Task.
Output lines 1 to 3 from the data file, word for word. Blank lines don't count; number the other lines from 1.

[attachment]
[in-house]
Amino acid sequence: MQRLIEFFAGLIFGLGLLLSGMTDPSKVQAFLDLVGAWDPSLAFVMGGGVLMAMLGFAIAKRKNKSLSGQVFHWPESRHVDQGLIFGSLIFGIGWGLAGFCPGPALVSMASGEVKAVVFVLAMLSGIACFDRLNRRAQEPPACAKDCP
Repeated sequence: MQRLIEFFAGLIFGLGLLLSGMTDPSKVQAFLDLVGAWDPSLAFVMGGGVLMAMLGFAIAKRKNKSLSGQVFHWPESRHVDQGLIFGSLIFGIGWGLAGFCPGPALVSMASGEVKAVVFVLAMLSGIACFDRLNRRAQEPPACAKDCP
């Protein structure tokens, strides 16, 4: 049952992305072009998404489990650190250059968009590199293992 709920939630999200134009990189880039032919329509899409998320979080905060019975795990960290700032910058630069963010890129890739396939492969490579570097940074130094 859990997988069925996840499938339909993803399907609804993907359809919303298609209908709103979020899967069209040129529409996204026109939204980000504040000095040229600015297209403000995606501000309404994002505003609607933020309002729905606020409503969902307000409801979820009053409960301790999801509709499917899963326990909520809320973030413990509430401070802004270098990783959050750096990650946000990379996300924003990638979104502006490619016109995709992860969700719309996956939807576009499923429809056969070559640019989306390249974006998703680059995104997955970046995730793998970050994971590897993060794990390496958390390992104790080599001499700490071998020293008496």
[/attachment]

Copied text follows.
[in-house]
Amino acid sequence: MQRLIEFFAGLIFGLGLLLSGMTDPSKVQAFLDLVGAWDPSLAFVMGGGVLMAMLGFAIAKRKNKSLSGQVFHWPESRHVDQGLIFGSLIFGIGWGLAGFCPGPALVSMASGEVKAVVFVLAMLSGIACFDRLNRRAQEPPACAKDCP
Repeated sequence: MQRLIEFFAGLIFGLGLLLSGMTDPSKVQAFLDLVGAWDPSLAFVMGGGVLMAMLGFAIAKRKNKSLSGQVFHWPESRHVDQGLIFGSLIFGIGWGLAGFCPGPALVSMASGEVKAVVFVLAMLSGIACFDRLNRRAQEPPACAKDCP